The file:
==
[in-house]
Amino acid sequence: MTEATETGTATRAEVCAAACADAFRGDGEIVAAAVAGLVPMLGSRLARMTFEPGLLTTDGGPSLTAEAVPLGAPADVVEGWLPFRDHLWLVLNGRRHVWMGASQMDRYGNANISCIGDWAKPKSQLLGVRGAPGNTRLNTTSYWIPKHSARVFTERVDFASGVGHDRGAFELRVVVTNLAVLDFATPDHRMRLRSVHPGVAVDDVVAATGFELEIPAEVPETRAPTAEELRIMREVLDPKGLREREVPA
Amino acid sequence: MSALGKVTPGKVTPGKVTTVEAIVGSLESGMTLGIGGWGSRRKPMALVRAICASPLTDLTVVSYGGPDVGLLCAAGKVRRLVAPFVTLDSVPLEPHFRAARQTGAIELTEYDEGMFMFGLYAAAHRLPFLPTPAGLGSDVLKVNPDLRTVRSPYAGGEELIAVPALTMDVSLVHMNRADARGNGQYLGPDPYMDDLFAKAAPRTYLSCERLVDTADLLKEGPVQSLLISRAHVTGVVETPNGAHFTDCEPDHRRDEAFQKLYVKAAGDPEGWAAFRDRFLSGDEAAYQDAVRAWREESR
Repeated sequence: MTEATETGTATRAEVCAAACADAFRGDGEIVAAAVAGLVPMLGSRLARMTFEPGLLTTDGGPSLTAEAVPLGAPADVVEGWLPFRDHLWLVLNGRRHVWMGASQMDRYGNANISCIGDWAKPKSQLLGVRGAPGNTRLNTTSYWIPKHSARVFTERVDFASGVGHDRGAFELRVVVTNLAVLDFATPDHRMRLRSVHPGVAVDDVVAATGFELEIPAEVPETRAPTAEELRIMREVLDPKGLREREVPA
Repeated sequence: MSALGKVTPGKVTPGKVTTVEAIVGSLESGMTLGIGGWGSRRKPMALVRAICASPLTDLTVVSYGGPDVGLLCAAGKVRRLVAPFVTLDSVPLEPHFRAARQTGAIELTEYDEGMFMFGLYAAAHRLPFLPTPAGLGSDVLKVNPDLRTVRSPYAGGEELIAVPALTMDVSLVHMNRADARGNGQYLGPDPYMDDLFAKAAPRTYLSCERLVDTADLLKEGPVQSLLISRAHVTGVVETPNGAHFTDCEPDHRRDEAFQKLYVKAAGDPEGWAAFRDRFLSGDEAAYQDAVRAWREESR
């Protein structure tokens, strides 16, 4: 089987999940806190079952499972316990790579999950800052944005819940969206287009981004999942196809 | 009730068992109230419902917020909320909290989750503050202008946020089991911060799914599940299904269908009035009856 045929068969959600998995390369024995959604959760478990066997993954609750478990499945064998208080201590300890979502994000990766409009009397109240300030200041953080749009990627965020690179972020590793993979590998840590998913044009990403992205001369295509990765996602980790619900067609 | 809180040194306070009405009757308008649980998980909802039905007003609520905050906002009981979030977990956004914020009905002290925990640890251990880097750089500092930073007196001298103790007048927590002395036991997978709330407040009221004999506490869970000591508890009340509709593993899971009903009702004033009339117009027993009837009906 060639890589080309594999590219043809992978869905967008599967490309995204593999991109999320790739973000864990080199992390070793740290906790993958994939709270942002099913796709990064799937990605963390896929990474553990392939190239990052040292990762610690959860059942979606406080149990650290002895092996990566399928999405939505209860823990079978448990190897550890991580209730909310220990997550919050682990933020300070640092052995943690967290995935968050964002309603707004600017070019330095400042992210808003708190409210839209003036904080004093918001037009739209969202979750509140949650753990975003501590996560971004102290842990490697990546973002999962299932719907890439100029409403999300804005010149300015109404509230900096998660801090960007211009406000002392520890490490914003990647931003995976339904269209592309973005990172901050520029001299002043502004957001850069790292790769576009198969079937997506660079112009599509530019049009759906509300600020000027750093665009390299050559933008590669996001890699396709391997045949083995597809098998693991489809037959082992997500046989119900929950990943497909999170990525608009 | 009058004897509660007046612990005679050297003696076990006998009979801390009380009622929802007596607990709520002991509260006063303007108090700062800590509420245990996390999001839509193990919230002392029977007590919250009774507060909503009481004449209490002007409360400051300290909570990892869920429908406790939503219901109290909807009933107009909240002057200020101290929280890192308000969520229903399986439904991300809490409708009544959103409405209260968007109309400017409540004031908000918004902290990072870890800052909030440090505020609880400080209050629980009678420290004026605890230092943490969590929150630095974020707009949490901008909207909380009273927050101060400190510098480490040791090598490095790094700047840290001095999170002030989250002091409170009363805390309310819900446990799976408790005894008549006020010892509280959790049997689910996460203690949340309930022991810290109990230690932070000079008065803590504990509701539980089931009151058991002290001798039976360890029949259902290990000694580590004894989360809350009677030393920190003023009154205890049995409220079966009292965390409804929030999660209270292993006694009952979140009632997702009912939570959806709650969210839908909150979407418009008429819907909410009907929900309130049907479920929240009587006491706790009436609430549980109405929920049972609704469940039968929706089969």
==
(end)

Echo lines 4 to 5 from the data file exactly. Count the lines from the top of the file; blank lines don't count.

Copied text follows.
Repeated sequence: MTEATETGTATRAEVCAAACADAFRGDGEIVAAAVAGLVPMLGSRLARMTFEPGLLTTDGGPSLTAEAVPLGAPADVVEGWLPFRDHLWLVLNGRRHVWMGASQMDRYGNANISCIGDWAKPKSQLLGVRGAPGNTRLNTTSYWIPKHSARVFTERVDFASGVGHDRGAFELRVVVTNLAVLDFATPDHRMRLRSVHPGVAVDDVVAATGFELEIPAEVPETRAPTAEELRIMREVLDPKGLREREVPA
Repeated sequence: MSALGKVTPGKVTPGKVTTVEAIVGSLESGMTLGIGGWGSRRKPMALVRAICASPLTDLTVVSYGGPDVGLLCAAGKVRRLVAPFVTLDSVPLEPHFRAARQTGAIELTEYDEGMFMFGLYAAAHRLPFLPTPAGLGSDVLKVNPDLRTVRSPYAGGEELIAVPALTMDVSLVHMNRADARGNGQYLGPDPYMDDLFAKAAPRTYLSCERLVDTADLLKEGPVQSLLISRAHVTGVVETPNGAHFTDCEPDHRRDEAFQKLYVKAAGDPEGWAAFRDRFLSGDEAAYQDAVRAWREESR